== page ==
But the real surprise of this movie is Tony Curtis. Anyone who has ever watched Some Like it Hot or The Great Race knows that Curtis is a fine light comedian, but his dramatic performance here is a revelation. (Stunning is the only word that can adequately sum up how he not only didn’t win an Oscar for this, but wasn’t even nominated! I mean, Marlon Brando gets a nomination for Sayonara, but Tony Curtis is shut out for The Sweet Smell of Success? What’s up with that?) To say that Tony Curtis’ PR man Sidney Falco is one of the slimiest characters in film history is an understatement. Were it not for the humanity and bizarrely sympathetic qualities that Curtis brings to the role, Falco would be in the top ten list of most unlikable movie characters of all time. Of course, he would still be ranked lower than JJ Hunsecker himself.
There is such a pervasive cynicism running through this movie that at times it is almost impossible to watch. Falco will do anything to get his clients’ publicity and Hunsecker uses his power to make Falco run through a series of hoops, constantly humilating him while also managing to reveal his utter dependence on people like Falco. Hunsecker is such a powerful force in the newspaper business, in fact, that he lords over even powerful Senators. The plot of this movie revolves around the machinations of Hunsecker and Falco to break up the relationship between Hunsecker’s sister and her jazz guitarist boyfriend. (Fans of the comic strip Bloom County will get a laugh the first time they hear the name of the guitarist, Steve Dallas.) If you get the sense that Hunsecker’s feelings for his sister verge into incestuous waters, you won’t be alone. At least, that’s what the plot seems to be about. There are surprises coming your way and I won’t spoil them. Suffice it to say that the ending of this movie would be deemed too cynical by today’s standards. (And, besides, it would be incredibly difficult to come up with a video game idea to spin off from it.)
The greatest newspaper movie of all time is, not coincidentally, the one that is probably most truthful in its depiction of the drudgery of good reporting. America reached its depth of cynicism during the early 70s amid reports of secret bombings in Cambodia, student protestors being shot at by National Guard troops and a seemingly innocuous burglary at a famous Washington DC landmark. The true accomplishment of All the President’s Men is that it isn’t a cynical movie at all, but rather a celebration of all that is great about America.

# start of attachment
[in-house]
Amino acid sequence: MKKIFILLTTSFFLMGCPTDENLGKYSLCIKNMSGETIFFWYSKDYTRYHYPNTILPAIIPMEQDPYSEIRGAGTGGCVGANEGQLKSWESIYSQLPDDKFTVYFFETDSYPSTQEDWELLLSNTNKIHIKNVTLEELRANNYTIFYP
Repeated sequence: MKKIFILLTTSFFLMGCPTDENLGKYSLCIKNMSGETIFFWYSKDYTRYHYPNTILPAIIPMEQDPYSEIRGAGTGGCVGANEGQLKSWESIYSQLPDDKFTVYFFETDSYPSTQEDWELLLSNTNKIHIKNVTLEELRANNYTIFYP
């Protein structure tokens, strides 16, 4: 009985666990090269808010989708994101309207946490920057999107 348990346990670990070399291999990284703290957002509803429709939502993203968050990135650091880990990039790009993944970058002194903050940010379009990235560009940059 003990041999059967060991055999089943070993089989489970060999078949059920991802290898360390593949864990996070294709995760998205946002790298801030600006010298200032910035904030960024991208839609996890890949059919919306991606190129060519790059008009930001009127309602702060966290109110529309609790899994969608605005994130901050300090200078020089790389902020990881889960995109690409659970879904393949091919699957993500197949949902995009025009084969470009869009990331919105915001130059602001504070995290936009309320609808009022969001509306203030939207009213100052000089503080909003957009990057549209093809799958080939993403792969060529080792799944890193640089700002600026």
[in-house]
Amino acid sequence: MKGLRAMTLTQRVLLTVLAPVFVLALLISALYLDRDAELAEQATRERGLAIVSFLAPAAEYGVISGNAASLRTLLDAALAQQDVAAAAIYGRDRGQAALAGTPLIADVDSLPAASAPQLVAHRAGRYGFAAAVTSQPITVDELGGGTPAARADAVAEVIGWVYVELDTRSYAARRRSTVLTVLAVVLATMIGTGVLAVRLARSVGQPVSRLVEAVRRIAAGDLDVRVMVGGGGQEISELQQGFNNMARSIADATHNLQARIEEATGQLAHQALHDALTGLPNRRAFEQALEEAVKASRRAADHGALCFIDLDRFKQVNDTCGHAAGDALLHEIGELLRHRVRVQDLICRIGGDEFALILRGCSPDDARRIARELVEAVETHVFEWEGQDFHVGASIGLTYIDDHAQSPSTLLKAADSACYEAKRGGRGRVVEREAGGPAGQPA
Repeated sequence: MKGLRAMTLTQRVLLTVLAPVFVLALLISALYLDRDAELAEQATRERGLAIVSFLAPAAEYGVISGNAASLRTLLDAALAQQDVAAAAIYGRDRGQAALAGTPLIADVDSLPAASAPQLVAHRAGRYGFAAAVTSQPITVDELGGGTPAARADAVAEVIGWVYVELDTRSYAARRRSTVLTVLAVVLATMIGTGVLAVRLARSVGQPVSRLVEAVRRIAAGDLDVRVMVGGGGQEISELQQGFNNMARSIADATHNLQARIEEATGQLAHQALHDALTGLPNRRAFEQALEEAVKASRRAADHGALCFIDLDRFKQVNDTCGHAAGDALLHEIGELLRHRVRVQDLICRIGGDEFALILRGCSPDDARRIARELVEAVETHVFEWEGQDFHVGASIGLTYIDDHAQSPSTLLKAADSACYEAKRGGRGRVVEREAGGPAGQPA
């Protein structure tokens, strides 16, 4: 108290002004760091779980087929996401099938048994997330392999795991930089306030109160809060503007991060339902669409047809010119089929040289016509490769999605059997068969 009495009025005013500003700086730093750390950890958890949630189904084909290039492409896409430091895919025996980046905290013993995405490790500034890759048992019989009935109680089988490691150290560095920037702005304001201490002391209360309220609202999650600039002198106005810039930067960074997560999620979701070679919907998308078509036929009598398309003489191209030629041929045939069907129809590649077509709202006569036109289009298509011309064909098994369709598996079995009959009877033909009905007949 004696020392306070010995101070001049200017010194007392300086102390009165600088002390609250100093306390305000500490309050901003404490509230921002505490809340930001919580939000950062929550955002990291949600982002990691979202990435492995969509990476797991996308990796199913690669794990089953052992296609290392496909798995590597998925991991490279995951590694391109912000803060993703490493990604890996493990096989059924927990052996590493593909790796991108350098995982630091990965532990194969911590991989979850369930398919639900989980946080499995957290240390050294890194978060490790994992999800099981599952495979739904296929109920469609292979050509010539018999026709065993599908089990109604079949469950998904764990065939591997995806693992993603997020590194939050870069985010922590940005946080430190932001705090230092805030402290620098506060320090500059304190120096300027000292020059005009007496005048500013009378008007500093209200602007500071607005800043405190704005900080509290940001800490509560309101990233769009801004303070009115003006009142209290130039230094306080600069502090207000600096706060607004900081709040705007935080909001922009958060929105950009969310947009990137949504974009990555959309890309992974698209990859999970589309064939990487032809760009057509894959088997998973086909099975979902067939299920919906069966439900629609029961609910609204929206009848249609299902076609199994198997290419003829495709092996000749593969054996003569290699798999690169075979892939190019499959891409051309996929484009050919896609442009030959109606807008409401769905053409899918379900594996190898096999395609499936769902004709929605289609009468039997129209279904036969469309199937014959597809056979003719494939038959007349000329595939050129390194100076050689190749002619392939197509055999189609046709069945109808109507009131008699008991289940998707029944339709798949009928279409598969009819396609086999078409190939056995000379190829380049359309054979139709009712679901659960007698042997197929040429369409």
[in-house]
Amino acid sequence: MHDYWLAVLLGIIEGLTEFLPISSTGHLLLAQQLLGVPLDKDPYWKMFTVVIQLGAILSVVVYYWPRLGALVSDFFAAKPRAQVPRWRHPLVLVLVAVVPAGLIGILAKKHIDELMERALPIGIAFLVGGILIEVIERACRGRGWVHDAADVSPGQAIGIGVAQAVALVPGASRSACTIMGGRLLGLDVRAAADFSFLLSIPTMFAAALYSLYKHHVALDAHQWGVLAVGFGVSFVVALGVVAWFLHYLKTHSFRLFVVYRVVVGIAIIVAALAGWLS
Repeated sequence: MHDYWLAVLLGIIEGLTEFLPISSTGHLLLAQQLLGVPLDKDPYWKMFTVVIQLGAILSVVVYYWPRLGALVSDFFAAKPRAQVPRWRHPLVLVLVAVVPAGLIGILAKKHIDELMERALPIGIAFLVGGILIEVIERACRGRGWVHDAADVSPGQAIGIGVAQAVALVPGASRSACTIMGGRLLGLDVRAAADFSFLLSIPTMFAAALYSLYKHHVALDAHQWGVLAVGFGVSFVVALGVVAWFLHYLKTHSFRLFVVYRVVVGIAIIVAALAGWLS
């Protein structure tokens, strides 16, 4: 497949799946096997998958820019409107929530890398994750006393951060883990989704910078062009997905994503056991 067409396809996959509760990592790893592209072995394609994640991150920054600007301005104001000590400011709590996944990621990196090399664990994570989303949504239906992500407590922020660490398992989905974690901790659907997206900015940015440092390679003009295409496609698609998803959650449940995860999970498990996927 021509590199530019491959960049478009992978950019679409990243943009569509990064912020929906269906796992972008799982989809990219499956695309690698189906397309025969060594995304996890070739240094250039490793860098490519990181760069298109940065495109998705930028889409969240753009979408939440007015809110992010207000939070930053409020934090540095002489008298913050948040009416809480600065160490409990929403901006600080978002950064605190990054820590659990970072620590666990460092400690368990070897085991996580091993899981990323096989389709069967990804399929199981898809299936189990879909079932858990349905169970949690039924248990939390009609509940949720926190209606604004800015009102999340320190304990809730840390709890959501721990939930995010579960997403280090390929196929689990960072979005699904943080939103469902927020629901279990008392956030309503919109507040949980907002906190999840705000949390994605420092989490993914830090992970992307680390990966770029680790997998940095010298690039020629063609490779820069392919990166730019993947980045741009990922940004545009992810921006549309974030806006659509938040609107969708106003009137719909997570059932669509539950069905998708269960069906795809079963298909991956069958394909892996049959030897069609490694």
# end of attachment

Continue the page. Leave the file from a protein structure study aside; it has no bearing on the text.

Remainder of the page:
If America only had a Woodward and Bernstein now. The only real differences between Nixon and Bush is that Nixon was doing things far less horrific than Bush, and that American reporters were interested in uncovering the things Nixon was doing and holding him accountable. Neither the Congress nor the courts nor the American media nor a large segment of the American people seem particularly interested in getting to the core of how George W. Bush is corrupting the Constitution, much less in making sure he is punished. There will never be an All the President’s Men that recounts how reporters helped bring down a President who was violating the law. Thank God then we have the original.
Robert Redford and Dustin Hoffman lead the cast, but that’s only scratching the service. I’m willing to go on record by saying this movie features probably the greatest ensemble performance in the history of film. From Jason Robard’s Oscar-winning turn as Washington Post editor Ben Bradlee right on down to Robert Walden’s memorable cameo as Donald Segretti, there isn’t an actor in this movie who is not at the top of his or her game. The scenes where the Post editors meet to discuss which stories will make it into the paper are not only a clinic in good acting, but also (probably) as truthful a glimpse into the world of the newspaper editing business as we’re likely to get.
All the President’s Men doesn’t glamorize the profession. Amazingly, it manages not to be tedious itself as it shows the tedious legwork that must be done by investigative reporters. There is a scene early on showing Redford as Woodward-who somehow managed to make the trip in real life from dedicated reporter to Bush shill-making a series of phone calls from his desk as he launches his effort to investigate what really happened. This isn’t the kind of newspaper movie where characters are beating up guys to get information or running away from guys trying to beat up them. This is as real as it gets. And, more than that, it’s a celebration of American liberty. The Constitutional crisis that was created around the Watergate cover-up may pale in comparison to the Constitutional crises we’re experiencing today, but at the time it stood as perhaps America’s finest hour. We had a President firm in the conviction that he was above the law and yet tanks were not required to roll through the streets in order to remove him from office. Basically, all it took was a couple of reporters willing to invest in some serious phone time.
Since we don’t have any reporters today who are willing to do that, I’m afraid it’s going to take tanks to remove the current criminal from the Oval Office.